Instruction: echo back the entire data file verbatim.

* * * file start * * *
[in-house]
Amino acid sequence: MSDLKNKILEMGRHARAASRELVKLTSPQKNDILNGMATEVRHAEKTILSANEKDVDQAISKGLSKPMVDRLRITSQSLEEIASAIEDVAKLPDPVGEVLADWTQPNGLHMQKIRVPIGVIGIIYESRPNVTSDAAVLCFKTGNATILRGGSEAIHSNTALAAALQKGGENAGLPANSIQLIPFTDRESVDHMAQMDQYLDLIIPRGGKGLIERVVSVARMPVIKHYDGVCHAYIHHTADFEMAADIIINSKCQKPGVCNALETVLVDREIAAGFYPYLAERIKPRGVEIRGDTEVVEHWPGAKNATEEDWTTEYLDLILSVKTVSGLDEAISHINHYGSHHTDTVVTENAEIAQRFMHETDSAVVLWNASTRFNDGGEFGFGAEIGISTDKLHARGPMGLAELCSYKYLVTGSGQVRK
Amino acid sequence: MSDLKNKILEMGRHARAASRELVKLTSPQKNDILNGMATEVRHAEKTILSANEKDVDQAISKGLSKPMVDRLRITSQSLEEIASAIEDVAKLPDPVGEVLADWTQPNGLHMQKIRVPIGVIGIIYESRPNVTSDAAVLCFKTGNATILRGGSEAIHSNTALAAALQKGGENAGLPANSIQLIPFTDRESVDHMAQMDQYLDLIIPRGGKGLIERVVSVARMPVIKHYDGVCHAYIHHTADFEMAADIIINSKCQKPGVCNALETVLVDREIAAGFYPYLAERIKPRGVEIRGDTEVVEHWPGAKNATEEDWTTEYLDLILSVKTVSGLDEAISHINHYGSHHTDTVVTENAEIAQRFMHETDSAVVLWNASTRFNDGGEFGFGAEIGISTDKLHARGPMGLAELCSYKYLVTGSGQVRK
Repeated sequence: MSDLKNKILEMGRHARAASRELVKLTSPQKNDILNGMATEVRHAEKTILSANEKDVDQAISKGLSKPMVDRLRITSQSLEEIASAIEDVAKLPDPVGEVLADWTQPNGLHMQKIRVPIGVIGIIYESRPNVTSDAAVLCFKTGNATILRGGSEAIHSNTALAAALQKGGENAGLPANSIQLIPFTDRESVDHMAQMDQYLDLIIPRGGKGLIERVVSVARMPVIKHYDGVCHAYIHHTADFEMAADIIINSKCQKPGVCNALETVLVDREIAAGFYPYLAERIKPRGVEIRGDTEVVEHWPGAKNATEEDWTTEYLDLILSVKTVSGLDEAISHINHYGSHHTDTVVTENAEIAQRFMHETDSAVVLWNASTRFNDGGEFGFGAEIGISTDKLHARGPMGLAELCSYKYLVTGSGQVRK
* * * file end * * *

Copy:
[in-house]
Amino acid sequence: MSDLKNKILEMGRHARAASRELVKLTSPQKNDILNGMATEVRHAEKTILSANEKDVDQAISKGLSKPMVDRLRITSQSLEEIASAIEDVAKLPDPVGEVLADWTQPNGLHMQKIRVPIGVIGIIYESRPNVTSDAAVLCFKTGNATILRGGSEAIHSNTALAAALQKGGENAGLPANSIQLIPFTDRESVDHMAQMDQYLDLIIPRGGKGLIERVVSVARMPVIKHYDGVCHAYIHHTADFEMAADIIINSKCQKPGVCNALETVLVDREIAAGFYPYLAERIKPRGVEIRGDTEVVEHWPGAKNATEEDWTTEYLDLILSVKTVSGLDEAISHINHYGSHHTDTVVTENAEIAQRFMHETDSAVVLWNASTRFNDGGEFGFGAEIGISTDKLHARGPMGLAELCSYKYLVTGSGQVRK
Amino acid sequence: MSDLKNKILEMGRHARAASRELVKLTSPQKNDILNGMATEVRHAEKTILSANEKDVDQAISKGLSKPMVDRLRITSQSLEEIASAIEDVAKLPDPVGEVLADWTQPNGLHMQKIRVPIGVIGIIYESRPNVTSDAAVLCFKTGNATILRGGSEAIHSNTALAAALQKGGENAGLPANSIQLIPFTDRESVDHMAQMDQYLDLIIPRGGKGLIERVVSVARMPVIKHYDGVCHAYIHHTADFEMAADIIINSKCQKPGVCNALETVLVDREIAAGFYPYLAERIKPRGVEIRGDTEVVEHWPGAKNATEEDWTTEYLDLILSVKTVSGLDEAISHINHYGSHHTDTVVTENAEIAQRFMHETDSAVVLWNASTRFNDGGEFGFGAEIGISTDKLHARGPMGLAELCSYKYLVTGSGQVRK
Repeated sequence: MSDLKNKILEMGRHARAASRELVKLTSPQKNDILNGMATEVRHAEKTILSANEKDVDQAISKGLSKPMVDRLRITSQSLEEIASAIEDVAKLPDPVGEVLADWTQPNGLHMQKIRVPIGVIGIIYESRPNVTSDAAVLCFKTGNATILRGGSEAIHSNTALAAALQKGGENAGLPANSIQLIPFTDRESVDHMAQMDQYLDLIIPRGGKGLIERVVSVARMPVIKHYDGVCHAYIHHTADFEMAADIIINSKCQKPGVCNALETVLVDREIAAGFYPYLAERIKPRGVEIRGDTEVVEHWPGAKNATEEDWTTEYLDLILSVKTVSGLDEAISHINHYGSHHTDTVVTENAEIAQRFMHETDSAVVLWNASTRFNDGGEFGFGAEIGISTDKLHARGPMGLAELCSYKYLVTGSGQVRK